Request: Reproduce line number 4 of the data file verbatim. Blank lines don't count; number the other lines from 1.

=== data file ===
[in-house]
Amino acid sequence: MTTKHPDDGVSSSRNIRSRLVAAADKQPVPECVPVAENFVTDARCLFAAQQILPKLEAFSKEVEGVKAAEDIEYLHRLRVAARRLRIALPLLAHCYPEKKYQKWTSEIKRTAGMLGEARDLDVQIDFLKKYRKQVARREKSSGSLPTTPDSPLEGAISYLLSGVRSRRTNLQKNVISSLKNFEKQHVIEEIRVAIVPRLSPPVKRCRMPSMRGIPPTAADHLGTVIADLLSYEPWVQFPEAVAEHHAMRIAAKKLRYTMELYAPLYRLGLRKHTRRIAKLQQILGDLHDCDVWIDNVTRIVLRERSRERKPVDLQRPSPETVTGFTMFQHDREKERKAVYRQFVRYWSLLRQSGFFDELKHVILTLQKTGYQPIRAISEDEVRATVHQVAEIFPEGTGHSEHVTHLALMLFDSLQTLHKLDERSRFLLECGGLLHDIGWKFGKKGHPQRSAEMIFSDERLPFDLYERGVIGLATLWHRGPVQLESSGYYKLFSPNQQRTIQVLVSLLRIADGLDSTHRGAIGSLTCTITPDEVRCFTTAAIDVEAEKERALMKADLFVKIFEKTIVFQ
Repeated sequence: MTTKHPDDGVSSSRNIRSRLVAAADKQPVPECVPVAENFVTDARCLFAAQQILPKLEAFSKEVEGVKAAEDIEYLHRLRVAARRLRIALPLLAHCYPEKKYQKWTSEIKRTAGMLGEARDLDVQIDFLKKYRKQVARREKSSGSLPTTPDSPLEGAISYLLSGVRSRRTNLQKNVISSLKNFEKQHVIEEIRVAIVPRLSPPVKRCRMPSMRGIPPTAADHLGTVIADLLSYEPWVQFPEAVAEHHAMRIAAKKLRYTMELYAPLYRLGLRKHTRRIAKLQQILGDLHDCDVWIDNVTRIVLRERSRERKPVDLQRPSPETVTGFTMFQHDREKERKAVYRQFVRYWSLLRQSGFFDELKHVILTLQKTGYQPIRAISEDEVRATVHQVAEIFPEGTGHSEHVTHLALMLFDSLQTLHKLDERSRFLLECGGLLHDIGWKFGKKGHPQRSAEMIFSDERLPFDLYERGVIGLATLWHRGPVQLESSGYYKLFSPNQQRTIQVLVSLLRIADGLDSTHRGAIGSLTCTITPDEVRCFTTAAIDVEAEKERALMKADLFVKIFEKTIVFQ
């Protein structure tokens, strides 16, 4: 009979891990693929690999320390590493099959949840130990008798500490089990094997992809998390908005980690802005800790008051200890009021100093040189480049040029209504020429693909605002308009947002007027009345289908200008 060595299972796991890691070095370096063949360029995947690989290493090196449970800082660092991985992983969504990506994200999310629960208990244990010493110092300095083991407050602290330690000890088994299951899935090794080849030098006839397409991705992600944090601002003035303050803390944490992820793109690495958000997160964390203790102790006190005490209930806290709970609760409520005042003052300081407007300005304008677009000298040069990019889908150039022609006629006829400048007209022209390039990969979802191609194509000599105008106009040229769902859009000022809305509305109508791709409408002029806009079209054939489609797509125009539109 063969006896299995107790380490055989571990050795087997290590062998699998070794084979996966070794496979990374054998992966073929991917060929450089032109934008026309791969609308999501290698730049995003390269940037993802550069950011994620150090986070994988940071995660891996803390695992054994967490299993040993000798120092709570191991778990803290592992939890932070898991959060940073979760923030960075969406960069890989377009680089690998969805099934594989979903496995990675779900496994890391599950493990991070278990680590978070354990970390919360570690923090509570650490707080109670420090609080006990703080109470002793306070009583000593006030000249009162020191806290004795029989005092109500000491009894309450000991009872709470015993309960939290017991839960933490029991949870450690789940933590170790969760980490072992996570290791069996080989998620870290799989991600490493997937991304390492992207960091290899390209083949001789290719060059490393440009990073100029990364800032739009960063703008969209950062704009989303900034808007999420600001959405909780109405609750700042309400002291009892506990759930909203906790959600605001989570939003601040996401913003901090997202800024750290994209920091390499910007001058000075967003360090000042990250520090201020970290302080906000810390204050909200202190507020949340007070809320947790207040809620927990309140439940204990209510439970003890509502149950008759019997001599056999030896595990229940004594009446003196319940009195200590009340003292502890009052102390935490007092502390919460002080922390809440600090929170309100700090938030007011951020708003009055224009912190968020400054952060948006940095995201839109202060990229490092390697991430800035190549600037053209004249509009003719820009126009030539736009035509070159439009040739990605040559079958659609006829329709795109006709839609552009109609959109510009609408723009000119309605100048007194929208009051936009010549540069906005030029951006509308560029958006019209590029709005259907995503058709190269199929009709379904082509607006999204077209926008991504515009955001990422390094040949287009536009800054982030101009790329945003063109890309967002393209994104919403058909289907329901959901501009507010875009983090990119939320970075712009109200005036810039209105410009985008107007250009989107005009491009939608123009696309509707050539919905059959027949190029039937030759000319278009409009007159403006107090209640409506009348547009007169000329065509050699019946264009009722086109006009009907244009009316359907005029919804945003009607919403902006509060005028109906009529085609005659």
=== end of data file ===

């Protein structure tokens, strides 16, 4: 009979891990693929690999320390590493099959949840130990008798500490089990094997992809998390908005980690802005800790008051200890009021100093040189480049040029209504020429693909605002308009947002007027009345289908200008 060595299972796991890691070095370096063949360029995947690989290493090196449970800082660092991985992983969504990506994200999310629960208990244990010493110092300095083991407050602290330690000890088994299951899935090794080849030098006839397409991705992600944090601002003035303050803390944490992820793109690495958000997160964390203790102790006190005490209930806290709970609760409520005042003052300081407007300005304008677009000298040069990019889908150039022609006629006829400048007209022209390039990969979802191609194509000599105008106009040229769902859009000022809305509305109508791709409408002029806009079209054939489609797509125009539109 063969006896299995107790380490055989571990050795087997290590062998699998070794084979996966070794496979990374054998992966073929991917060929450089032109934008026309791969609308999501290698730049995003390269940037993802550069950011994620150090986070994988940071995660891996803390695992054994967490299993040993000798120092709570191991778990803290592992939890932070898991959060940073979760923030960075969406960069890989377009680089690998969805099934594989979903496995990675779900496994890391599950493990991070278990680590978070354990970390919360570690923090509570650490707080109670420090609080006990703080109470002793306070009583000593006030000249009162020191806290004795029989005092109500000491009894309450000991009872709470015993309960939290017991839960933490029991949870450690789940933590170790969760980490072992996570290791069996080989998620870290799989991600490493997937991304390492992207960091290899390209083949001789290719060059490393440009990073100029990364800032739009960063703008969209950062704009989303900034808007999420600001959405909780109405609750700042309400002291009892506990759930909203906790959600605001989570939003601040996401913003901090997202800024750290994209920091390499910007001058000075967003360090000042990250520090201020970290302080906000810390204050909200202190507020949340007070809320947790207040809620927990309140439940204990209510439970003890509502149950008759019997001599056999030896595990229940004594009446003196319940009195200590009340003292502890009052102390935490007092502390919460002080922390809440600090929170309100700090938030007011951020708003009055224009912190968020400054952060948006940095995201839109202060990229490092390697991430800035190549600037053209004249509009003719820009126009030539736009035509070159439009040739990605040559079958659609006829329709795109006709839609552009109609959109510009609408723009000119309605100048007194929208009051936009010549540069906005030029951006509308560029958006019209590029709005259907995503058709190269199929009709379904082509607006999204077209926008991504515009955001990422390094040949287009536009800054982030101009790329945003063109890309967002393209994104919403058909289907329901959901501009507010875009983090990119939320970075712009109200005036810039209105410009985008107007250009989107005009491009939608123009696309509707050539919905059959027949190029039937030759000319278009409009007159403006107090209640409506009348547009007169000329065509050699019946264009009722086109006009009907244009009316359907005029919804945003009607919403902006509060005028109906009529085609005659």